The Big and the Small: Confessions of an Irregular American
For thirty-one years I’ve lived in a country that doesn’t fit me. I’m not alone.
“We do not live long, the big and the small.” — Andre the Giant (1946-1993)
The world was not designed for me.
I’m almost 6'4" and I weigh 400 pounds. I’m a huge fucking guy. I always have been. I was a professional athlete and a combat instructor many years and many pounds ago. At the peak of my physical conditioning, when I was either training, instructing, or wrestling every day of every week, I weighed 275, had vastly more stamina and a stronger heart than you do, and I was still a fat fuck.
In many ways and much of the time it sucks.
Most of the hassles are First World shit. I can’t do airplane seats, amusement park rides, restaurant booths, clothing stores, theaters or arenas. It’s unlikely I’ll fit in your car, at least comfortably. You can’t take me to play laser tag.
Being big in this world is a major inconvenience.
Of course, if you are too big or too small you know it’s a lot more than that, for reasons that have nothing to do with modern engineering.
I’m a writer now. It’s a sedentary job, and one in which I invest many hours of my day. I spent ten years destroying my body and exercise is increasingly harder for me. I’ve never cared for it besides. I go through long periods during which I eat like a fucking garbage disposal, especially when deadlines loom large and close.
I need to lose weight, for me and for my future. I’m working on it. But when I do, I will still probably be a fat fuck to most people.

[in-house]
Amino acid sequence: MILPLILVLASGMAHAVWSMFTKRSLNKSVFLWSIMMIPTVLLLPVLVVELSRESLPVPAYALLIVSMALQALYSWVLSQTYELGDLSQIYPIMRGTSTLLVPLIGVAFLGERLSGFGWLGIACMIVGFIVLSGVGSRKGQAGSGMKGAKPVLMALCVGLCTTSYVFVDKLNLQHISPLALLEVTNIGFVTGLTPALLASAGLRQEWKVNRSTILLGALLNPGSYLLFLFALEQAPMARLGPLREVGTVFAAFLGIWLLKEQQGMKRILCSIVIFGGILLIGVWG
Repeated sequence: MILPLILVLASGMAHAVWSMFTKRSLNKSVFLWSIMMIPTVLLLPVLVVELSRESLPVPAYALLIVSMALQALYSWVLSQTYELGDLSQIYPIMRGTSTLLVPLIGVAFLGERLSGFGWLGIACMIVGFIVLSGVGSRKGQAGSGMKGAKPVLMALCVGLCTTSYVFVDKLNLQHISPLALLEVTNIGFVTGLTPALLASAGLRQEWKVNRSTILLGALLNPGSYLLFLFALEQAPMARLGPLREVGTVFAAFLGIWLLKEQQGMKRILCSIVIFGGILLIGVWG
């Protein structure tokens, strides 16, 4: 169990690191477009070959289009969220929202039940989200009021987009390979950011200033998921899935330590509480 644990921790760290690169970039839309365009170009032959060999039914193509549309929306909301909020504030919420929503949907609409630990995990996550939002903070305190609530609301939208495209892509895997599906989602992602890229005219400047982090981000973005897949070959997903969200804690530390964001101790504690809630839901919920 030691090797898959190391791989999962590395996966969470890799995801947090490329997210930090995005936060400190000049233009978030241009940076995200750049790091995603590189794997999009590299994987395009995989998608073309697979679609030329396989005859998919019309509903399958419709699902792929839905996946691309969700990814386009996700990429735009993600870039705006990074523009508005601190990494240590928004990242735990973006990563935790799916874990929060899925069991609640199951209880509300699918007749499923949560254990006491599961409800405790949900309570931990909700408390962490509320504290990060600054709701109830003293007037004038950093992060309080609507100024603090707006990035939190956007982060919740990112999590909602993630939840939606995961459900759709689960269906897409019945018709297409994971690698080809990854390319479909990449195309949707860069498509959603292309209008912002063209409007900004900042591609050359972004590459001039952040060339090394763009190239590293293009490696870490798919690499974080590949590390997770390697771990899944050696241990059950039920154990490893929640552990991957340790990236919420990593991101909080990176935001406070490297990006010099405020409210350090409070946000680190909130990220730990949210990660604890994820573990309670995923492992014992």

I’m fine with that. They’re not, for some strange reason.
Because that’s always the worst part. The people.
The worst part is how they treat the big and the small.
I’ve always felt a kinship with little people. I knew a little person wrestler once (they are always called “midget wrestlers,” and while in that context it is strictly an industry term I chose not to employ it here). You probably think of it as a degrading profession. It is and it isn’t. Little person wrestlers traditionally command a much higher rate of pay than “normal” wrestlers because they are a rarer commodity. Backstage they are treated as men, as professionals, as part of The Boys.
This particular little person wrestler was a hell of a guy. He was a classically trained actor and singer. He’d read books I hadn’t. He pulled women a lot hotter than most. He’d climbed a mountain once just to prove to himself he could.